Rents climbed 0.7 per cent in October to a UK average of £1,294. There were increases in every region with the exception of Scotland which saw a marginal monthly fall of 0.1 per cent to £696 according to a buy to let mortgage lender, Landbay.
It says the latest rises suggest that the housing shortage combined with growing pay for many and unemployment levels hitting their lowest level since 2008 have put an end, at least for the time being, to the usual seasonal fall in rents that starts in the autumn.
The firm claims that rents increased every month in 2014 and have been strong this year, seeing only small month on month decreases between June and August before increasing again in September and October.
It says increases are being headed by London and the south east.
In October London rents increased by 4.1 per cent to an average of £2,063, whilst rents in the southeast rose by 3.4 per cent to £1,033.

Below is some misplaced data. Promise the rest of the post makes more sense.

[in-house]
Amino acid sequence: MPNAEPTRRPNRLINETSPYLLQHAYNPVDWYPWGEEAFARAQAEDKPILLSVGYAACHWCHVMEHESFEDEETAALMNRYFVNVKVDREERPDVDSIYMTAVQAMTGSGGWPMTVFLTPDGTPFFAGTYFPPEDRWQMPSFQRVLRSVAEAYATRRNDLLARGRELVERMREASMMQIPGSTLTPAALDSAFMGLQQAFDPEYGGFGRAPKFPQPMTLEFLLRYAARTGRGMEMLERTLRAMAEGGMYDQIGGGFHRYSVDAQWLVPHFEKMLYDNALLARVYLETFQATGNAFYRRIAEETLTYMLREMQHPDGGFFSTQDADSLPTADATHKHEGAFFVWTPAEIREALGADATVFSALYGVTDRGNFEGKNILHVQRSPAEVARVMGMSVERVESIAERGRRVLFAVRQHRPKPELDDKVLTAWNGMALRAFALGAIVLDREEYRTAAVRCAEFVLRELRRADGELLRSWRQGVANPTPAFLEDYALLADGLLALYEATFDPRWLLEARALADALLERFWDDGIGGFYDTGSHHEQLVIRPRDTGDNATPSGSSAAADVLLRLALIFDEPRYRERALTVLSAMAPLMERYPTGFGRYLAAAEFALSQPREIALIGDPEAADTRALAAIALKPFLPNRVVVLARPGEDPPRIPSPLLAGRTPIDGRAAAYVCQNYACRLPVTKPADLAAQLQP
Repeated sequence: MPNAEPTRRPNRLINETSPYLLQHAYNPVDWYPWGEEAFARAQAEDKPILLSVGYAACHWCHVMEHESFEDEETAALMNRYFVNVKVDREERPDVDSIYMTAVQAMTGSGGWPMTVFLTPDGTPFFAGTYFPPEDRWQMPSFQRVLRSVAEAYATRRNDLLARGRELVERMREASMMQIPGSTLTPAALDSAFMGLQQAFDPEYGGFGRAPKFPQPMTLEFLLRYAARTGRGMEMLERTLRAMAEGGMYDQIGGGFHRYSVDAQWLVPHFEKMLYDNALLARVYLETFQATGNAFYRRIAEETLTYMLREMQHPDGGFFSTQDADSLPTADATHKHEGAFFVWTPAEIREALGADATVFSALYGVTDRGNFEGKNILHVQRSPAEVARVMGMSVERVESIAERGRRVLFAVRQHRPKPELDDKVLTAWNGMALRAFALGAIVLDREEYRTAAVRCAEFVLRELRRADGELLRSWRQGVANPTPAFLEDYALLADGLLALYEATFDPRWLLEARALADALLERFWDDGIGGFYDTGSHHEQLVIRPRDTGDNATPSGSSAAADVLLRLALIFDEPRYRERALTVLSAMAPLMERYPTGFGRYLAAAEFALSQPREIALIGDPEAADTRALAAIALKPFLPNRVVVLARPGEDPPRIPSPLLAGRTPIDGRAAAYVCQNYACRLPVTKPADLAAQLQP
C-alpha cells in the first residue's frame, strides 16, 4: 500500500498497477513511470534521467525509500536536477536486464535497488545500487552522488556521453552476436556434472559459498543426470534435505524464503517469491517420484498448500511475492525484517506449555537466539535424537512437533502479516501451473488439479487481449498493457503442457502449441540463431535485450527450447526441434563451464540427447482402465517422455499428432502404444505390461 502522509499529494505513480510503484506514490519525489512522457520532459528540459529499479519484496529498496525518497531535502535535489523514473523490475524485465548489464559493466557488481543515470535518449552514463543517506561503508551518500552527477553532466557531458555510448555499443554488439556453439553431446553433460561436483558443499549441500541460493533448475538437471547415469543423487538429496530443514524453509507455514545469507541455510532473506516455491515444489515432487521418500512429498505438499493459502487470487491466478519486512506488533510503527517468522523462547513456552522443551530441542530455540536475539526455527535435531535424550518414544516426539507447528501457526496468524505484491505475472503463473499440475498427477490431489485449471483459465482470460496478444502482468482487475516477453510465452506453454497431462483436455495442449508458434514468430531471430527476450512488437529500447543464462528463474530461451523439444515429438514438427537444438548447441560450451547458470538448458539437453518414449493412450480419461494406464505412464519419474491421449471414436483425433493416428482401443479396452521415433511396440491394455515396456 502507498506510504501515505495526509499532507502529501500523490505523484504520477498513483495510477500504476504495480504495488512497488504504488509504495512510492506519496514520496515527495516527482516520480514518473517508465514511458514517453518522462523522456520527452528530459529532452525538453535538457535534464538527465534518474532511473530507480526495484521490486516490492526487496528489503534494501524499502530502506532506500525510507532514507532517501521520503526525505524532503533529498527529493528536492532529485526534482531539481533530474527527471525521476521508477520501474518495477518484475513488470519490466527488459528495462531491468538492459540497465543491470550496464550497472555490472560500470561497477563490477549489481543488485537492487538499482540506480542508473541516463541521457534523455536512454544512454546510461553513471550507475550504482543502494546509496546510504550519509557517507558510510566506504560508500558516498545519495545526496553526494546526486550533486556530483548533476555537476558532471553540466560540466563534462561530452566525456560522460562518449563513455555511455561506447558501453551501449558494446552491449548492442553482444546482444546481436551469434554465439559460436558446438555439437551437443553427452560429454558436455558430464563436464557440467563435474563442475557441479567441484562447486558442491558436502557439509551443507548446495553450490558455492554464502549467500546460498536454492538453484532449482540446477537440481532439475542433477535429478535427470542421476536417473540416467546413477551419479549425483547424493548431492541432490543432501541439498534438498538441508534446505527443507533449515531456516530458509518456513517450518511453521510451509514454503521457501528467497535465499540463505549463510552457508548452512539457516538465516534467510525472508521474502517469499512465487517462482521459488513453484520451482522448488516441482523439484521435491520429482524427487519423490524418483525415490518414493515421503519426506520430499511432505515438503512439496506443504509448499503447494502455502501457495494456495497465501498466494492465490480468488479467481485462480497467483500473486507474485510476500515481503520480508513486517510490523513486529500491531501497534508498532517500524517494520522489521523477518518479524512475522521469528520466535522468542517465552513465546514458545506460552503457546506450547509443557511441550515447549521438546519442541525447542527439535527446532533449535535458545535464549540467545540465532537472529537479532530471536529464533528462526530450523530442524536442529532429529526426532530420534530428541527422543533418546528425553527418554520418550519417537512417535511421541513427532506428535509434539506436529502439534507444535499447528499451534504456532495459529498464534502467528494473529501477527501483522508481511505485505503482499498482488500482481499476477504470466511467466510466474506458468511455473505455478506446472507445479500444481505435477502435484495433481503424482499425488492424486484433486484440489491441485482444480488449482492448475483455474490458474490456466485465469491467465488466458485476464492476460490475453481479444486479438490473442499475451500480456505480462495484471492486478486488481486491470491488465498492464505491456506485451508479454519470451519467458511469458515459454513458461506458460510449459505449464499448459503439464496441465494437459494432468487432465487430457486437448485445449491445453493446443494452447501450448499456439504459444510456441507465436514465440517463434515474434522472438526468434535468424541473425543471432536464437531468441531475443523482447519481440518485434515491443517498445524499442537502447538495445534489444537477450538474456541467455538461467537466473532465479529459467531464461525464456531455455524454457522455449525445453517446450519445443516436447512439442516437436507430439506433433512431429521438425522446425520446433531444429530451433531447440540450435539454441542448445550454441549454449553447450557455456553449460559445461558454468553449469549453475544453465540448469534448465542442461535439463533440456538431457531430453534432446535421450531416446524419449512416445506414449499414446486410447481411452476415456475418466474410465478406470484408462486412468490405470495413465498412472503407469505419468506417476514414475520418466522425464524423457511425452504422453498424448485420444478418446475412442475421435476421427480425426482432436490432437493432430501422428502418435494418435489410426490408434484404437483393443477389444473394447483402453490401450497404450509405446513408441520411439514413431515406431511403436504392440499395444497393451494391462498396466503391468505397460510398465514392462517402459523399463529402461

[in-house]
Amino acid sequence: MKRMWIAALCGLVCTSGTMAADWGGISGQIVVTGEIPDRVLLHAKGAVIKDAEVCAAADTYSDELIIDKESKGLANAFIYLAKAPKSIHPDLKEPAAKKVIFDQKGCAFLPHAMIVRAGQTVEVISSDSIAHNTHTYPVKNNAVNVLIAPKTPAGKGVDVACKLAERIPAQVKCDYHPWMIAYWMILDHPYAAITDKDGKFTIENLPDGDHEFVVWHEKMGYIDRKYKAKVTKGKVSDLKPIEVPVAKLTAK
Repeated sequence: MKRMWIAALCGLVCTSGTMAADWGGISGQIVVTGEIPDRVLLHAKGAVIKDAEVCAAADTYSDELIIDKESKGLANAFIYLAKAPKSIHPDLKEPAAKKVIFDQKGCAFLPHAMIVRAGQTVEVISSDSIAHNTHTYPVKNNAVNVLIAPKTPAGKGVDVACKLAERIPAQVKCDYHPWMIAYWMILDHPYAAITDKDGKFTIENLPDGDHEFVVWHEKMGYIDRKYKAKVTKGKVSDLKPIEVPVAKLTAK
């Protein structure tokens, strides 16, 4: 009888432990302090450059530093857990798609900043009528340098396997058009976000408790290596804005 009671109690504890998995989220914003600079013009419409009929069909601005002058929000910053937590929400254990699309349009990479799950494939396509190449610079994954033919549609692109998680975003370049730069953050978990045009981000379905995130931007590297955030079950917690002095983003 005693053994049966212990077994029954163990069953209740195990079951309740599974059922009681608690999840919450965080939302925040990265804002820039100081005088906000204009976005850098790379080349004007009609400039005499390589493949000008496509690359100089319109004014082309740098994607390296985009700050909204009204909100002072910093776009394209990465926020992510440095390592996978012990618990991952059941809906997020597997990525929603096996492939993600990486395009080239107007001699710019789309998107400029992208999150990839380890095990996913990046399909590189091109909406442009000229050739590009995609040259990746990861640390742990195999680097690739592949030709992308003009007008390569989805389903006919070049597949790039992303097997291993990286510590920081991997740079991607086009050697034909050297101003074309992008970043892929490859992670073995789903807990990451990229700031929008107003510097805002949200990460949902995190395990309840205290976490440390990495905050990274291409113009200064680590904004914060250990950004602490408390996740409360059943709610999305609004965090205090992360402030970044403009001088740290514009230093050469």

The impact of London on the national private rental sector is becoming increasingly evident by the surge in rents among commuter hotspots.
For example Southend on Sea, historically not well-known for its commuter town status, has seen consistently faster growth in rents than the national average. The seaside town’s one hour direct train into London and recent gentrification have played their parts in an annual rental increase of 9.7 per cent, to an average of £759 per calendar month.
Of the top 20 areas of the UK outside of London to see the fastest rent increases, just Aberdeen, Edinburgh and Bath were outside of the south east.